Weaving together some of these varied strands relating to thunder, it is helpful to incorporate its empirical description to add a more tangible weft to our symbolic warp. As above, so below, at all levels of the human mind. So it is with everything in the universe and so it must be with thunder. A typical thunderstorm is a small local affair of relatively short duration. It is of convective origin and proceeds from a large anvil-shaped cumulo-nimbus. Within its periphery, up draughts of up to seventy miles per hour are accompanied by strong down draughts and choppy gusts. The storm as a whole is made up of cells of circulation, each with its own vertical draughts operating independently of other cells. Across the storm front they are joined together by the 'connective tissue' of lesser static clouds. The earliest point in the life-cycle of a thunderstorm cell is the cumulus stage, wherein a single up draught current prevails. In its mature stage, violent up and down motion marks the period of the storm's maximum intensity. A metamorphosis occurs at this stage which is attributed to the rotational properties of the up draught when it has become vigorous enough to form giant hail at its edge. With stronger circulation the up draught accelerates, causing the cloud to become steeper at its top, culminating in a turret-shaped column extending above the cell. When this collapses, the down draught increases, causing the cell to enter its final dispersal stage when rain is released and much of the cloud structure is evaporated.
The physical sound of thunder (its audible shabda) is caused by an electrical discharge within the thundercloud itself. Three quarters of the energy released in the flash is spent in heating the air column surrounding the discharge channel (the temperature rises in a few microseconds to 30,000° C), causing the air in the channel to expand explosively, creating intense sound-waves or thunder. Such discharges occur in rapid succession. Since the path of lightning is not straight, a flash three kilometres long may cause a thunderous sound nine seconds in duration, and any part of the flash which is at more or less right angles to the line drawn to the observer will send sound to his ear at the same time. The sound coming from other parts will be spread out over an interval, resulting in variation in intensity of sound causing the rumbling roll of thunder. Reflected sound from hills and other objects may further lengthen the interval so that the reverberating effect is indeed awesome to the mind's ear.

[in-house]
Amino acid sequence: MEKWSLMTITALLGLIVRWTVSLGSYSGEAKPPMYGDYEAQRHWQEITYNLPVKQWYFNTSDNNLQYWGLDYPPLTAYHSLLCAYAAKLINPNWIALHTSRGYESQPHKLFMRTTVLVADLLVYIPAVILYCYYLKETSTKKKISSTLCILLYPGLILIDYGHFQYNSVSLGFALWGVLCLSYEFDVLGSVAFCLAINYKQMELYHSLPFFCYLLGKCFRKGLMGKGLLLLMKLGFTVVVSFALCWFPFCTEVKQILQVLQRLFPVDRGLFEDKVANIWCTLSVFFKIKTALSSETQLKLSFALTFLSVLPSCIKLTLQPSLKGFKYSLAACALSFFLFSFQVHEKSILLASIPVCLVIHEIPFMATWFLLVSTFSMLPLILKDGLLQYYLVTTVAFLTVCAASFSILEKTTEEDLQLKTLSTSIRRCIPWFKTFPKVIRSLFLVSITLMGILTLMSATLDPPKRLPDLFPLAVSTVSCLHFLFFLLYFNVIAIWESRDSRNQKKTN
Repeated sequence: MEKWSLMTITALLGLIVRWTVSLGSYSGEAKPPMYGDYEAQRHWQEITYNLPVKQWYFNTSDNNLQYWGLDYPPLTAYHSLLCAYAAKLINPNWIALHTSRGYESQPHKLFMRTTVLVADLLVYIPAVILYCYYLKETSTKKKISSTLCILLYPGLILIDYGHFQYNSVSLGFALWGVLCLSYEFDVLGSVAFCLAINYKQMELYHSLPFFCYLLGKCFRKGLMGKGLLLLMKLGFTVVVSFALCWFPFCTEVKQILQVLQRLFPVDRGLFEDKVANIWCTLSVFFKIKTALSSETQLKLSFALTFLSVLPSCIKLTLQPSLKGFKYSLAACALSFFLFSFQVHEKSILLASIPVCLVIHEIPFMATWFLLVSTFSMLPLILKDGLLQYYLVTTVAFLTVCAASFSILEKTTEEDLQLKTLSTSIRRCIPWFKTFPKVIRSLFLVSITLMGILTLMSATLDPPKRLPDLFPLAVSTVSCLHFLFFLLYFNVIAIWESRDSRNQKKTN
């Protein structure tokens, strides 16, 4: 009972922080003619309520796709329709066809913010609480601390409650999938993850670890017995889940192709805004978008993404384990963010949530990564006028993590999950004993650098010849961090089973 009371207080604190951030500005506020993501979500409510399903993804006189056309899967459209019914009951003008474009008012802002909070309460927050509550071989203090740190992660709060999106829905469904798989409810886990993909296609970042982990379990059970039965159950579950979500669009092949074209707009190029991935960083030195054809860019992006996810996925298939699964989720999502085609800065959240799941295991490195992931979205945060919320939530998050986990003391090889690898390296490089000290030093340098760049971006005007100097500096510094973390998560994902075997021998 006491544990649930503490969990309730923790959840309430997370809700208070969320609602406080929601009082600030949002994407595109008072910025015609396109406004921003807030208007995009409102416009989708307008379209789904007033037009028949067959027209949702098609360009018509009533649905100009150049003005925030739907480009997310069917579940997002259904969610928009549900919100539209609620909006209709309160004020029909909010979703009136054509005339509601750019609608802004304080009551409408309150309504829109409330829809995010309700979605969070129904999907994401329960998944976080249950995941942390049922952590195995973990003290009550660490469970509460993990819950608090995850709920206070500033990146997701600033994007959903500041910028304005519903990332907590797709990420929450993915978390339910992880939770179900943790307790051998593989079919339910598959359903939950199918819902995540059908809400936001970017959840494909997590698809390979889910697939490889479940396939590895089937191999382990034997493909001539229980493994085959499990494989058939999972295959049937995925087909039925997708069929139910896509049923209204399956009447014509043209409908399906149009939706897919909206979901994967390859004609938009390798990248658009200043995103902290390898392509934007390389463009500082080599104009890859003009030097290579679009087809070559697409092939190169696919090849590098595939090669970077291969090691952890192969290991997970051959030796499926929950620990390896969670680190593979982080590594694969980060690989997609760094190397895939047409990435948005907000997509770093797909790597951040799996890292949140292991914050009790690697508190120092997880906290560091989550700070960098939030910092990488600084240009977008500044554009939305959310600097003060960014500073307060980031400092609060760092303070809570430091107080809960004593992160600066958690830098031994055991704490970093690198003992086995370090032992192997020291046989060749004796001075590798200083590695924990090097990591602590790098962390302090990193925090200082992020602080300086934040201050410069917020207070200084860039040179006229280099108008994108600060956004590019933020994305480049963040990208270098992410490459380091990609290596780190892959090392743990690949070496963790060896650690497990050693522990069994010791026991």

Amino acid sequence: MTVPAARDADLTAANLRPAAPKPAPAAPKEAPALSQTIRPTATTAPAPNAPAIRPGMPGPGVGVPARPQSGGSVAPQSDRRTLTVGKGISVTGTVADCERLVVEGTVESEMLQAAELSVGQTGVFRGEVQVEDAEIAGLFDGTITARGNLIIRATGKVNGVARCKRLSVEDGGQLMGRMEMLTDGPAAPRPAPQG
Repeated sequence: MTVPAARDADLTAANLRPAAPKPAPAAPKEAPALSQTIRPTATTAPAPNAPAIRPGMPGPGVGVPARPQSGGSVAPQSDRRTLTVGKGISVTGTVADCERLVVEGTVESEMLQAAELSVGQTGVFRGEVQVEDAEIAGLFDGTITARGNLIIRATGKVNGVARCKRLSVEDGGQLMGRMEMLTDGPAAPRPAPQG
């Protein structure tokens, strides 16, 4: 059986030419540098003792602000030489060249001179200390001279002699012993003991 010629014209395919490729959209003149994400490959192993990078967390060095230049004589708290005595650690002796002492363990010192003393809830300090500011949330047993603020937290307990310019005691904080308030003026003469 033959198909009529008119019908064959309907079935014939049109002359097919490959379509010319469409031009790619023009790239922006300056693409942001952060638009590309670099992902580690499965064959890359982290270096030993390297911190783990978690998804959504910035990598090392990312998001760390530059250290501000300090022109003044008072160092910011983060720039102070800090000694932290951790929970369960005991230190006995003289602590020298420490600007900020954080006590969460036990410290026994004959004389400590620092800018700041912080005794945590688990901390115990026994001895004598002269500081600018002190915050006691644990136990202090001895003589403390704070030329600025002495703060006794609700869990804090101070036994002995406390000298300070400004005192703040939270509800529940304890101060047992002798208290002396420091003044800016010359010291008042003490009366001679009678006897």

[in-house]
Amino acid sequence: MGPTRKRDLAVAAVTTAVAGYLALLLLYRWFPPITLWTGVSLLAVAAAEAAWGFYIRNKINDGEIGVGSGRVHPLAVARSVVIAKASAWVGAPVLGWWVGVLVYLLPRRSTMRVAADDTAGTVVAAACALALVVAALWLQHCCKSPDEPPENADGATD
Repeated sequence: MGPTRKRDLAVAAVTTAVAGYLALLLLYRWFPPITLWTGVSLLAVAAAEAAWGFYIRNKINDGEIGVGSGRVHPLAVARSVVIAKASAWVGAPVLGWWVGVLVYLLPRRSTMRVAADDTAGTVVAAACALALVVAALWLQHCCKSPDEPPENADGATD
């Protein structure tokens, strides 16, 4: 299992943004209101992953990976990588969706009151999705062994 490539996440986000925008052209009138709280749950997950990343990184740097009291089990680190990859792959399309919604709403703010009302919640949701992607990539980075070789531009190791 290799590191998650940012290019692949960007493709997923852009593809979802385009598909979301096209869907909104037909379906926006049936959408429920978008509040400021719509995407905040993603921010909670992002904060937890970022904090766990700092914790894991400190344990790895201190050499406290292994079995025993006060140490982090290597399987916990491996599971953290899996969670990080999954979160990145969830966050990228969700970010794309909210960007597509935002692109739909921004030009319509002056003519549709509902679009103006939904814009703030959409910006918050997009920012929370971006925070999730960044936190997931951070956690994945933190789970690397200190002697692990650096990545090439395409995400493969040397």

The convective instability requisite to the development of a thunderstorm entails a heating of surface air, creating considerable temperature differentiation with the upper moist air or the presence of unusually cold air aloft. That these conditions are not rare is borne out by the fact that over the earth as a whole there are an average of forty-four thousand thunderstorms occurring each day, and an average of eighteen hundred are in progress at all times. Like the keynote of nature or the Vedic chant of old, each new utterance of thunderous roar is merely tapping into an endless current of shabda as it echoes through the worlds.
There is an interesting conversion involved in the production of audible thunder. The energy contained in one lightning charge is about 1010 joules, and the discharge released from this energy results in dissociation, ionization, excitation, kinetic motion of particles in the channel, radiation and expansion of the channel. The rapidly heated channel creates a cylindrical shock wave which propagates rapidly outwards. As it moves outward from the channel, its velocity decreases until it reaches that of a normal sound-wave, which is further modified by the atmosphere before it reaches our ear. This transformation can be seen as analogous to that whereby the silent sphota becomes the audible shabda or dhvani, the inner vibrant potential made manifest.
Since the whole process is set in motion by an electrical charge, it is natural to wonder what causes electricity to form in clouds. In technical terms, the charge seems to be liberated during the splintering of freezing drops attributable to the thermo-electric effect upon ice by which the hydrogen and hydroxyl ions (formed by the dissociation of a small fraction of the ice molecules) become separated under the influence of a temperature gradient, resulting in an excess of positive charge in the colder part of the ice. As droplets freeze, a shell of ice forms around them, producing a positive space charge in the outer layers of ice, so that when the drop eventually bursts by the expansion of its freezing interior, ice splinters ejected from the surface tend to carry away the positive charge and leave the remainder of the drop negatively charged. This separation of positive and negative charge leads to a very rapid exponential growth of the electric field, further augmented by the collision between ice crystals and polarized hail pellets, until it is checked by gravitational separation of the particles, by leakage currents and finally by lightning.